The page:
Thursday, April 28, 2011

prejudiced prayer

Those who pay regard to vain idols forsake their hope of steadfast love. But I with the voice of thanksgiving will sacrifice to you; what I have vowed I will pay. Salvation belongs to the LORD!
Jonah 2:8-9

Not every prayer is a good prayer. Jonah's prayer from the belly of the fish is just such an example of "bad" prayer. Verse 1 is really the heart of the prayer: "I called out to the LORD out of my distress and he answered me." There really is no more spiritual movement in Jonah beyond this. Really. He does not repent of his sin. In fact, he seems to blame his situation on God (Jonah 2:4) claiming that God has "driven" him away, when Jonah himself had been doing the running! So this is one really self-warped prayer!

Jonah thinks that just because he is turning to God, he is entitled to get something from God. Really?! The end of the prayer contains one of the most arrogant kinds of praying we can ever come across. Jonah begins by recognizing his own weakness: "I was fainting away" (Jonah 2:7). Then he smugly admits that he remembered God at that time. He had no other options left. And he dares to pray this! Is it proper? No. Is it spiritual? Well... sort of... but it is not humble or repentant.

Jonah's petulance continues when he ends the prayer with a comparison that makes him seem holier (in his own sight) than the pagan sailors he had been with. The prophet's prejudice remains. He rails against those outside the Jewish faith while smugly seeing himself as "holy". And the pagan sailors wound up having more honest faith than he did in this sanctimonious prayer! They offered sacrifices and paid vows (Jonah 1:16) while Jonah only promised to do so. The irony is plain for us to notice. Jonah has no idea what the sailors did after he became fish food. But we know the story. His prayer is more evidence that his prejudiced religiosity is ignorant, uninformed, and displeasing to God.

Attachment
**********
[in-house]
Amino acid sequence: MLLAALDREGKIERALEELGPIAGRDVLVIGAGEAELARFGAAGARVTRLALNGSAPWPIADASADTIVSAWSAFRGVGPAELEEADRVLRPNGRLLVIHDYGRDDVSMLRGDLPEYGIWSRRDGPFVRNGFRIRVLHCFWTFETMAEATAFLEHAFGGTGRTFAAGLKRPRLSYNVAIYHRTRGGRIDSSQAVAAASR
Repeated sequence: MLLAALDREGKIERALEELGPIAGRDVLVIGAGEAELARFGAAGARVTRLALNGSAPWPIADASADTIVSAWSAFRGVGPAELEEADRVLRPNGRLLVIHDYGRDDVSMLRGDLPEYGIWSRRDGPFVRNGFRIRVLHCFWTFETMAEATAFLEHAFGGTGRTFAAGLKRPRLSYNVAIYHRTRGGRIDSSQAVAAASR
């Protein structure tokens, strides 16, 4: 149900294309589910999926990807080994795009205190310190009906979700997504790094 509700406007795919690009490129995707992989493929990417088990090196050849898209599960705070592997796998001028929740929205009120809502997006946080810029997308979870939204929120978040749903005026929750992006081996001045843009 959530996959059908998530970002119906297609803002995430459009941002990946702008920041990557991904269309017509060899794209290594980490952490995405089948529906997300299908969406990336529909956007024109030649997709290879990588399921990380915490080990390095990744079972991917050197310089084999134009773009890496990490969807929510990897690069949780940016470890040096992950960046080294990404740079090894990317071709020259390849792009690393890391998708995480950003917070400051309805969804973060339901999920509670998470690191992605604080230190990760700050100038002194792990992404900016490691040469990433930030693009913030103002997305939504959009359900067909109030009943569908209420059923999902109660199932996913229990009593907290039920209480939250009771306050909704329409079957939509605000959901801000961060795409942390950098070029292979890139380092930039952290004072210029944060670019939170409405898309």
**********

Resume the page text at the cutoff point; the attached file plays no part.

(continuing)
Sanctimonious prayer that only exalts my own sense of righteousness is not the kind of prayer God wants to hear. Jonah gets relief from his oceanic ordeal only by the good grace of God. He has not repented and has only felt bad. He still holds tightly to his hatred and disrespect for the call of God to proclaim His message to a gentile nation. God will have to keep getting his attention on this matter, and really we get to learn the lesson that Jonah never seemed to understand.

- Prepare your minds for action.
1 Peter 1:13

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